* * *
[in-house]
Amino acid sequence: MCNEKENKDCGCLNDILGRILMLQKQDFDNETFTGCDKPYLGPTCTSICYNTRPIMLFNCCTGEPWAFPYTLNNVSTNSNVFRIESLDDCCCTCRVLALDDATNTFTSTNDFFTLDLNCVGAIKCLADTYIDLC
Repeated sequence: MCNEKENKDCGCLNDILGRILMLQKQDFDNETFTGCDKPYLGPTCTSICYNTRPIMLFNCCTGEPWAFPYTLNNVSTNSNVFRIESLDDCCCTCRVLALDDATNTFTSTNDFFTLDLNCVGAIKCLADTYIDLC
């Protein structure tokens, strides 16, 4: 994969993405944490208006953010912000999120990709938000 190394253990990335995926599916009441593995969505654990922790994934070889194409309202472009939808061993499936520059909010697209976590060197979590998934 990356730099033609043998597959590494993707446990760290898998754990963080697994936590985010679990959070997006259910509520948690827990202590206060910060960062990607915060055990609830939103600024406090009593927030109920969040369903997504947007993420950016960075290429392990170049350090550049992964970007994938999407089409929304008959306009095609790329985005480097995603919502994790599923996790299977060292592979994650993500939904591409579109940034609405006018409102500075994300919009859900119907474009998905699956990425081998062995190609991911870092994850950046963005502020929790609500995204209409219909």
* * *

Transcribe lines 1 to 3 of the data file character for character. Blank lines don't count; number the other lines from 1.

[in-house]
Amino acid sequence: MCNEKENKDCGCLNDILGRILMLQKQDFDNETFTGCDKPYLGPTCTSICYNTRPIMLFNCCTGEPWAFPYTLNNVSTNSNVFRIESLDDCCCTCRVLALDDATNTFTSTNDFFTLDLNCVGAIKCLADTYIDLC
Repeated sequence: MCNEKENKDCGCLNDILGRILMLQKQDFDNETFTGCDKPYLGPTCTSICYNTRPIMLFNCCTGEPWAFPYTLNNVSTNSNVFRIESLDDCCCTCRVLALDDATNTFTSTNDFFTLDLNCVGAIKCLADTYIDLC